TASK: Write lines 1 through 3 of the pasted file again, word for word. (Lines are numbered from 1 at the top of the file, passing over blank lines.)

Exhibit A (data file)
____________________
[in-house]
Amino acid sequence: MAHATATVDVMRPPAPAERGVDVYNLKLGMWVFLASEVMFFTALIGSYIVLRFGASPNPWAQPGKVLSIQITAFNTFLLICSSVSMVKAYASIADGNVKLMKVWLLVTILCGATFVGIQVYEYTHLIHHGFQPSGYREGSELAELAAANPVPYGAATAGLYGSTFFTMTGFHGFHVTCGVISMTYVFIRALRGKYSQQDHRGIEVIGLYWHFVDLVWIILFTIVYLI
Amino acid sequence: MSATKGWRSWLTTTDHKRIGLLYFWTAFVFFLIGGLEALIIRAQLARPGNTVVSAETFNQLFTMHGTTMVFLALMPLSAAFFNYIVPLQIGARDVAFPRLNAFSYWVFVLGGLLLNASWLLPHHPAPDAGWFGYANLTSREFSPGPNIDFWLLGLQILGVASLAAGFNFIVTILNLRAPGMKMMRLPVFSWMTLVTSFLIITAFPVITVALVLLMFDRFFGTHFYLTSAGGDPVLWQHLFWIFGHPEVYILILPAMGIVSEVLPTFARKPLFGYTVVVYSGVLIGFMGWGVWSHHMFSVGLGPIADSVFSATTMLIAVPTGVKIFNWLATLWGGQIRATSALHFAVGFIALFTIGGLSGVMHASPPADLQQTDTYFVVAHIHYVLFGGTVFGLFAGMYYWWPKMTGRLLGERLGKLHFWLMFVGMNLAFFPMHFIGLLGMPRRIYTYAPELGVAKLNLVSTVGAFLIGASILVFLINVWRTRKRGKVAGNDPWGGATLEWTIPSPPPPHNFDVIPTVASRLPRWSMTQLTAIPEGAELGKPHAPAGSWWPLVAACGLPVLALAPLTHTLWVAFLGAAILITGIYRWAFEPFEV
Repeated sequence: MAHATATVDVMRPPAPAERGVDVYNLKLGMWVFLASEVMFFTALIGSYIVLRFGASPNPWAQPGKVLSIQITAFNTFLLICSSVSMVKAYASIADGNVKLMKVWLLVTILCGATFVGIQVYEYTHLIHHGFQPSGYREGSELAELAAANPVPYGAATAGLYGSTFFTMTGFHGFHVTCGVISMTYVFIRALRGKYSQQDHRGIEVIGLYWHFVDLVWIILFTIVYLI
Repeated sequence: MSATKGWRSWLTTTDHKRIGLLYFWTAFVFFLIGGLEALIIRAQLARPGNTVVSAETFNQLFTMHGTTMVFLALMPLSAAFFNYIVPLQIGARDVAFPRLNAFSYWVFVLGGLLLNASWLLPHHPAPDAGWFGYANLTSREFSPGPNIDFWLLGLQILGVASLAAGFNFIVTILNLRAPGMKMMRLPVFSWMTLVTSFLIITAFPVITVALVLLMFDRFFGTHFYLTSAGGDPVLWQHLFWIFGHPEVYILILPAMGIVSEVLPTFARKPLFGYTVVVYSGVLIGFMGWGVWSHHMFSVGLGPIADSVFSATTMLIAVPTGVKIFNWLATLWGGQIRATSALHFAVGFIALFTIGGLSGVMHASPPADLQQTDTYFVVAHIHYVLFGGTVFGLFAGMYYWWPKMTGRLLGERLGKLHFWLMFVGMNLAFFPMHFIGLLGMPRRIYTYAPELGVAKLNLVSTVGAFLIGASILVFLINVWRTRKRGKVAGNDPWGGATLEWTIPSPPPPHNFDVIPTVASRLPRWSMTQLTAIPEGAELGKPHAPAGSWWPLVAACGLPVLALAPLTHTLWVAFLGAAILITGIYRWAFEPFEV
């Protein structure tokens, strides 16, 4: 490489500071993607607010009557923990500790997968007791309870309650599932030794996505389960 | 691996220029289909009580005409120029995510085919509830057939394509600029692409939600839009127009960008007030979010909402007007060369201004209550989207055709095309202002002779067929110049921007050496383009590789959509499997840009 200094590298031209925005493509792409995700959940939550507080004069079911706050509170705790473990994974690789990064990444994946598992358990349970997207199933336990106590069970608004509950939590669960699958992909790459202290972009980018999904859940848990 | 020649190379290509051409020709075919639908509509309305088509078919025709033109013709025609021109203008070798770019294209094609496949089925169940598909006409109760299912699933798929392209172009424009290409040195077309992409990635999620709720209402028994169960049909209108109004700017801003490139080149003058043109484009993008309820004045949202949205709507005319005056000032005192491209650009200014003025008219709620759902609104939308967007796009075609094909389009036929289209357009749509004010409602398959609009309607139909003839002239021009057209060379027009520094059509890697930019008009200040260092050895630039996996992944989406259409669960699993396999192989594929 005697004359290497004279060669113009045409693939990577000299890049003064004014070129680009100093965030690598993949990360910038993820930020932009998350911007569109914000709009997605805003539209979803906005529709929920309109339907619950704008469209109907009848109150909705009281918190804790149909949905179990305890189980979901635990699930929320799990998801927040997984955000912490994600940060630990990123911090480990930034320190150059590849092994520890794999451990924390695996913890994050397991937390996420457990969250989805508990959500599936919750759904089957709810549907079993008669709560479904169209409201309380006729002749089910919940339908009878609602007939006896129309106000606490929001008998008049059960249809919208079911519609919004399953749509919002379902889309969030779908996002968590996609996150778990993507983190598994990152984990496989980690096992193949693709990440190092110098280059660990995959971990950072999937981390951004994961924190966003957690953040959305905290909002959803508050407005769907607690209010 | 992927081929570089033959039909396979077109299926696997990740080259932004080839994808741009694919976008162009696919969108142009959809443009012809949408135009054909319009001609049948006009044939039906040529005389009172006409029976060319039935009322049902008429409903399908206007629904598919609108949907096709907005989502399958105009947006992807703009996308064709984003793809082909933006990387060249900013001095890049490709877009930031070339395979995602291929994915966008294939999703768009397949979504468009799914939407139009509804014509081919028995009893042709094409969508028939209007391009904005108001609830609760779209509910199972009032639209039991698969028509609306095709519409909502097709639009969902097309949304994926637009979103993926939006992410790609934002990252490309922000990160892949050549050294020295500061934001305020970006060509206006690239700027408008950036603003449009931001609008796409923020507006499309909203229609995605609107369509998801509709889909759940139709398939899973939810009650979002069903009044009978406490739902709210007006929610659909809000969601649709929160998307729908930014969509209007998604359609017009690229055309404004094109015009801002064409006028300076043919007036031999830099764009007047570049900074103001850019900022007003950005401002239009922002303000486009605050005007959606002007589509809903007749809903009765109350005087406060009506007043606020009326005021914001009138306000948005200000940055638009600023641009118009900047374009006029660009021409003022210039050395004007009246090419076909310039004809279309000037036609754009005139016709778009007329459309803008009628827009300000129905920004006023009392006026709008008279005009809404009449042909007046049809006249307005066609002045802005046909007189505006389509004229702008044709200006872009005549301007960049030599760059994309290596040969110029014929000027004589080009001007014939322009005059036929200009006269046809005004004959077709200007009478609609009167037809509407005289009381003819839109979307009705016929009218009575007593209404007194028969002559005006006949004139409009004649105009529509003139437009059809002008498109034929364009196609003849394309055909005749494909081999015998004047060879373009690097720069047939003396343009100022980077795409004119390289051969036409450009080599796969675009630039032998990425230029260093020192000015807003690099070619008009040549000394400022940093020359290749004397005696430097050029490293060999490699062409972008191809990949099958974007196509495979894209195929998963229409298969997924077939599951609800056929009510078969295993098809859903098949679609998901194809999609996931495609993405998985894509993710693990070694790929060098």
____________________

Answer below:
[in-house]
Amino acid sequence: MAHATATVDVMRPPAPAERGVDVYNLKLGMWVFLASEVMFFTALIGSYIVLRFGASPNPWAQPGKVLSIQITAFNTFLLICSSVSMVKAYASIADGNVKLMKVWLLVTILCGATFVGIQVYEYTHLIHHGFQPSGYREGSELAELAAANPVPYGAATAGLYGSTFFTMTGFHGFHVTCGVISMTYVFIRALRGKYSQQDHRGIEVIGLYWHFVDLVWIILFTIVYLI
Amino acid sequence: MSATKGWRSWLTTTDHKRIGLLYFWTAFVFFLIGGLEALIIRAQLARPGNTVVSAETFNQLFTMHGTTMVFLALMPLSAAFFNYIVPLQIGARDVAFPRLNAFSYWVFVLGGLLLNASWLLPHHPAPDAGWFGYANLTSREFSPGPNIDFWLLGLQILGVASLAAGFNFIVTILNLRAPGMKMMRLPVFSWMTLVTSFLIITAFPVITVALVLLMFDRFFGTHFYLTSAGGDPVLWQHLFWIFGHPEVYILILPAMGIVSEVLPTFARKPLFGYTVVVYSGVLIGFMGWGVWSHHMFSVGLGPIADSVFSATTMLIAVPTGVKIFNWLATLWGGQIRATSALHFAVGFIALFTIGGLSGVMHASPPADLQQTDTYFVVAHIHYVLFGGTVFGLFAGMYYWWPKMTGRLLGERLGKLHFWLMFVGMNLAFFPMHFIGLLGMPRRIYTYAPELGVAKLNLVSTVGAFLIGASILVFLINVWRTRKRGKVAGNDPWGGATLEWTIPSPPPPHNFDVIPTVASRLPRWSMTQLTAIPEGAELGKPHAPAGSWWPLVAACGLPVLALAPLTHTLWVAFLGAAILITGIYRWAFEPFEV